On October 27, at 15:00 GMT (or your local equivalent), you’ll be able to order yourself a brand new OnePlus One whether you have an invite to buy one or not. For just one hour the phone will go on sale for anybody to buy, but after that hour it’ll be back to the invite only system that the company currently has in place now.
OnePlus is a new startup company that are creating a Cyanogen based phone with very high specs and a very low price tag. It runs Cyanogen 11S on a Snapdragon 801 Quad Core CPU running at 2.5GHz and a whopping 3GB of RAM. A 5.5″ full HD IPS display offering a pixel density of 401PPI, protected by Gorilla Glass 3, as well as a 4K capable 13 Megapixel rear camera, and 5 Megapixel front camera round off the main features. And finally all the usual trimmings of a high end smart phone are also present, such as 4G support, up to 64GB of storage, Bluetooth 4.0, a 3100mAh battery and finally dual bottom facing speakers (Why can’t more manufacturers have front facing speakers? It makes so much more sense in my opinion).
The One weighs in at 162 grams and measures 152.9 x 75.9 x 8.9mm (Height x width x depth) which makes it taller and wider than both the Galaxy S5 and the iPhone 6, and heavier too. “Silk White” and “Stone Black” are the available colours, but the main selling point of the OnePlus One is its price – it’ll cost just $299 for the 16GB model and $349 for the 64GB model.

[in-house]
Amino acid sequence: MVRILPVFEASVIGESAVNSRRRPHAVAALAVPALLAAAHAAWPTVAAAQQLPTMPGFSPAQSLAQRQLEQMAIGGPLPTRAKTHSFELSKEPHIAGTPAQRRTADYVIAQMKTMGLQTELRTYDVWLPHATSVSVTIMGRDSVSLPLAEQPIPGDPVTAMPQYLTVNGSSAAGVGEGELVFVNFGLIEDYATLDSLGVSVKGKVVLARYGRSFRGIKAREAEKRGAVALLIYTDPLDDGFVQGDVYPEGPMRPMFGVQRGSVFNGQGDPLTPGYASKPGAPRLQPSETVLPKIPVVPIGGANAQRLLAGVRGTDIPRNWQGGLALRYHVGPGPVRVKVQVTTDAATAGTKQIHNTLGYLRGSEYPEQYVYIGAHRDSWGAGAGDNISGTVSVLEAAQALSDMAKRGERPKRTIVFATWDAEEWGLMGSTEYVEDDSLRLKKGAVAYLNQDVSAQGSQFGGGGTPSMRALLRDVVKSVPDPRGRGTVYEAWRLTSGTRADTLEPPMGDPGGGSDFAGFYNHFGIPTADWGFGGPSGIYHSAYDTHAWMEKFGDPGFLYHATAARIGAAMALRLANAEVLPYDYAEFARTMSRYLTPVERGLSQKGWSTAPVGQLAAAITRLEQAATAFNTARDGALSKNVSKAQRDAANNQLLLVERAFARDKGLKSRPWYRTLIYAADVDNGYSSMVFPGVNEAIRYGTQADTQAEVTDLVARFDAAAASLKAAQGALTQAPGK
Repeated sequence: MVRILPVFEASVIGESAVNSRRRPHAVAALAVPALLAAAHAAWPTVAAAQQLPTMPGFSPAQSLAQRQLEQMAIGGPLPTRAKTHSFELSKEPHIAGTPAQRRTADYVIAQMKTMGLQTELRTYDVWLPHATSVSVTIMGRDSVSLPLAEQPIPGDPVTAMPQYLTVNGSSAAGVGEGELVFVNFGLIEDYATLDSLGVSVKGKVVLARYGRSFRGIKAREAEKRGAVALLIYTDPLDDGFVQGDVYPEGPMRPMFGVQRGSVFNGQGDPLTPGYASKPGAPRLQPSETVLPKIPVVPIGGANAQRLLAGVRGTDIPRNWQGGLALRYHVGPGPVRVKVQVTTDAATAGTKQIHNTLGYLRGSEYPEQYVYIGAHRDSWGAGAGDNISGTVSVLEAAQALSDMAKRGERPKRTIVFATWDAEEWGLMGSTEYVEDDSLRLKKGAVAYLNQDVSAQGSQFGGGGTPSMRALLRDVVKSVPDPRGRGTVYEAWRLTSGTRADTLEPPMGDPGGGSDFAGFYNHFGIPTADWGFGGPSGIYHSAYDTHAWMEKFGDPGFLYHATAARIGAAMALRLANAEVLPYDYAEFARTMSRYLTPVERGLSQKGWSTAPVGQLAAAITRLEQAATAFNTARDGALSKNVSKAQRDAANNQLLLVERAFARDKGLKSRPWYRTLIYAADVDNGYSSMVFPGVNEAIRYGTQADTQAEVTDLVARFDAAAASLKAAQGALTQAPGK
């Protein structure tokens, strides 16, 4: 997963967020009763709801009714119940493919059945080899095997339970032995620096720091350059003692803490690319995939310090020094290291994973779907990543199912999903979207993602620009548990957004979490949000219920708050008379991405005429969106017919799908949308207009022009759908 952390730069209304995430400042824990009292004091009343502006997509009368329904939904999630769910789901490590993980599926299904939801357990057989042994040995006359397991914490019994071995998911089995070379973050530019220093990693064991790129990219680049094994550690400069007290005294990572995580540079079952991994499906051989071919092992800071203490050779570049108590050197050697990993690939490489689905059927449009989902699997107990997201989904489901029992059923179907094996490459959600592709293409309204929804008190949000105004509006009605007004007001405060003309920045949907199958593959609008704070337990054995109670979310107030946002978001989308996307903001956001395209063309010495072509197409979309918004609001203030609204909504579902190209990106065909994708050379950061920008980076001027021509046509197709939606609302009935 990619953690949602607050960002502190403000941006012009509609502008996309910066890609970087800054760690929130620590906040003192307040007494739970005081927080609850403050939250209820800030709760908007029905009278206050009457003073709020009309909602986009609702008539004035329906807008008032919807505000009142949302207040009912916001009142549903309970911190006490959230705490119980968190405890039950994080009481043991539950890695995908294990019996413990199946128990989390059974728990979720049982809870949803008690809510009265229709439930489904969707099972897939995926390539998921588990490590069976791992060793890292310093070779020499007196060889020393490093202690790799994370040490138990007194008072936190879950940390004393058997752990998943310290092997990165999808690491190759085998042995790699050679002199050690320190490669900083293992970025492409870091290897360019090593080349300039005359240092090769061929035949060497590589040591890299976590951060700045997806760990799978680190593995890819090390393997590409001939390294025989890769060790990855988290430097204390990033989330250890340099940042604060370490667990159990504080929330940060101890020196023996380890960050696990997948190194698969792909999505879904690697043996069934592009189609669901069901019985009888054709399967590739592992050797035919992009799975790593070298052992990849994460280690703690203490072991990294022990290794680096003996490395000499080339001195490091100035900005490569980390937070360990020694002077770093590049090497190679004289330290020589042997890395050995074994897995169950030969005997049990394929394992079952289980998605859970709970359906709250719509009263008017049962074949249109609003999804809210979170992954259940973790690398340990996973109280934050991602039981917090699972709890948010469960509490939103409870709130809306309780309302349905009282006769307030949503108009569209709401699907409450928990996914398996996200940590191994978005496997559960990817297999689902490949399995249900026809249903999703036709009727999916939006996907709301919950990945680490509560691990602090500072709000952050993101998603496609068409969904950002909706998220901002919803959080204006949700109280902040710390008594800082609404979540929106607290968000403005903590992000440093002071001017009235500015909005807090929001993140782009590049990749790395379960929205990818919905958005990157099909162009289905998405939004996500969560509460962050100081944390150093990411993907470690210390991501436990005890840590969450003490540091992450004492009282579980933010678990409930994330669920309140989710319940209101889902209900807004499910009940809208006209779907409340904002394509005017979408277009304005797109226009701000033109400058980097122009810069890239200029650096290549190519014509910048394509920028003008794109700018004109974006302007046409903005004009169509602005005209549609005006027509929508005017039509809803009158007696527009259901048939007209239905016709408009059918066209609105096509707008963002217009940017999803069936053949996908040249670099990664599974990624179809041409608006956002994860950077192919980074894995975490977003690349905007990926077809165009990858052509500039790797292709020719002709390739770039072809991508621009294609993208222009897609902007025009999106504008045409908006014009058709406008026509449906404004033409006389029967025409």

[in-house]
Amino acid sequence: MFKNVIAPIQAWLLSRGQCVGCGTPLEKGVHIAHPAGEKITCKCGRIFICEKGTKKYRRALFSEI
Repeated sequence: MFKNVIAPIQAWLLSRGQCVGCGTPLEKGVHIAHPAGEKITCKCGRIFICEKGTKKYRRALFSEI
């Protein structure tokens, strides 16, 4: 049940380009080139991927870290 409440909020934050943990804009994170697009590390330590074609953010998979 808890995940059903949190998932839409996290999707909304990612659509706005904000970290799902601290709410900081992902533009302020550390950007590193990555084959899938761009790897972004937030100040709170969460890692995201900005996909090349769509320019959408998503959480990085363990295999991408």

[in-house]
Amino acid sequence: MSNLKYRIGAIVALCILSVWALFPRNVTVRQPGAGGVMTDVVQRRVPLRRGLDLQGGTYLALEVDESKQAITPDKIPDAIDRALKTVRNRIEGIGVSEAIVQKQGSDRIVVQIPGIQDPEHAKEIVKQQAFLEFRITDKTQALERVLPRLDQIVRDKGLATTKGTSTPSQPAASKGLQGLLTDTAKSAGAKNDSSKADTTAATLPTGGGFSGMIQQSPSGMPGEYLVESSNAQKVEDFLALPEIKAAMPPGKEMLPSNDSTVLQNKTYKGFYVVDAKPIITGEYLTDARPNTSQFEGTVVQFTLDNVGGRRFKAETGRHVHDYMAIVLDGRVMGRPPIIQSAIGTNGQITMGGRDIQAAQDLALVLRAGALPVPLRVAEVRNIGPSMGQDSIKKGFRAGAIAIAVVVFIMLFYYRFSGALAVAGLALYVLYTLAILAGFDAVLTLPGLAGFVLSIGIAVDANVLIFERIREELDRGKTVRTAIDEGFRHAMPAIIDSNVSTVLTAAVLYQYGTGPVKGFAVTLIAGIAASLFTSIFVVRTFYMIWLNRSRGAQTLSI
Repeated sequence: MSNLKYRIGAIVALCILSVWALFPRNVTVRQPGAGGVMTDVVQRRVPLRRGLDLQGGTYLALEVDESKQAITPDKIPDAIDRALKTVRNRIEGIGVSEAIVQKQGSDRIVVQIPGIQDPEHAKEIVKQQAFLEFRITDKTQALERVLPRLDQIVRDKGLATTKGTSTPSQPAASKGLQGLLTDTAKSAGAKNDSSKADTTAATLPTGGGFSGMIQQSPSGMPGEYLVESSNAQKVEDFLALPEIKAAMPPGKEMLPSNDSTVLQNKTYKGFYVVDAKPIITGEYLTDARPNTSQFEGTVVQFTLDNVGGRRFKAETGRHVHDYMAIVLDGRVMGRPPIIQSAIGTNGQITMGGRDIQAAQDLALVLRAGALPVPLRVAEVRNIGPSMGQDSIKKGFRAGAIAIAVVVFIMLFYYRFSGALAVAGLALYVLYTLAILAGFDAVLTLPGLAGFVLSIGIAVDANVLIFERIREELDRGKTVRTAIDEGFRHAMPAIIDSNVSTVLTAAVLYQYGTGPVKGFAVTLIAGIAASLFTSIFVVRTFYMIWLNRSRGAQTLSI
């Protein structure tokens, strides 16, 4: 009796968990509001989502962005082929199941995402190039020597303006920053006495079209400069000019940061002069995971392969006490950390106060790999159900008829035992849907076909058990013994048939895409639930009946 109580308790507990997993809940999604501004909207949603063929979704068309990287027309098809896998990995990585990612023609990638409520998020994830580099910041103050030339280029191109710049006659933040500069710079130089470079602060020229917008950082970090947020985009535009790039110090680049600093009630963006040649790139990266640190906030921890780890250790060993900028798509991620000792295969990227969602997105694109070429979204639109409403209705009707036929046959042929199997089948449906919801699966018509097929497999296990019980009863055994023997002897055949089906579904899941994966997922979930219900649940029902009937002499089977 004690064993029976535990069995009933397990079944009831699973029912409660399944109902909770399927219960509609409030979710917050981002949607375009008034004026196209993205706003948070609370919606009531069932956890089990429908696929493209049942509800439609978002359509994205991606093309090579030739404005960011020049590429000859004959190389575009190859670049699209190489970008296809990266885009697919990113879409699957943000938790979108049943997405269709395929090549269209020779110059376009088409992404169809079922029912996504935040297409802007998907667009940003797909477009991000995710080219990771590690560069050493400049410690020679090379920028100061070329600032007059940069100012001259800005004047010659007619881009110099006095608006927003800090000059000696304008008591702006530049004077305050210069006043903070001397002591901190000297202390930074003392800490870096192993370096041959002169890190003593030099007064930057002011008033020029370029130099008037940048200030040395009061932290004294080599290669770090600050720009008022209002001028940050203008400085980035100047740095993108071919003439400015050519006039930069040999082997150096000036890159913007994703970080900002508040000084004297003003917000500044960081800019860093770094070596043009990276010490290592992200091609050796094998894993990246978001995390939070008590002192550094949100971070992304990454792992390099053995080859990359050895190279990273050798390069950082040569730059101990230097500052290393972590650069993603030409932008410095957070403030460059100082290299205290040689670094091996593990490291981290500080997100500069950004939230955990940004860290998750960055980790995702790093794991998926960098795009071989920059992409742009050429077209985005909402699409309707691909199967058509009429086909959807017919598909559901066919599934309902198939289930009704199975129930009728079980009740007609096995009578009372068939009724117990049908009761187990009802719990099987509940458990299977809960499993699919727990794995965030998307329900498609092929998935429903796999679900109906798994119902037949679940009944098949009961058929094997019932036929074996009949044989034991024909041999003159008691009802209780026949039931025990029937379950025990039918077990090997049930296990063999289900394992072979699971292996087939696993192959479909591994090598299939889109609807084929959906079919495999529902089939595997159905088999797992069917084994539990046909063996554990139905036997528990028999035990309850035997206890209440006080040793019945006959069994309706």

For me personally the 16GB model would be just fine, and the specs demolish my Galaxy S3 in every way I can think of – better screen, bigger battery, more RAM, faster processor etc. And it costs far less than any competing model with both the GS5 and iPhone 6 currently on the market for over £500 – a huge difference to the price tag of the One. As for this hour of general sale, well they’ve already sold 50,000 via invite, so I can certainly see it selling fast when it goes up on October 27.
So will you be buying the OnePlus One? Or are you happy with your current smartphone? And do you think that the price tag will mean corners have been cut in the quality of the end product? Let us know.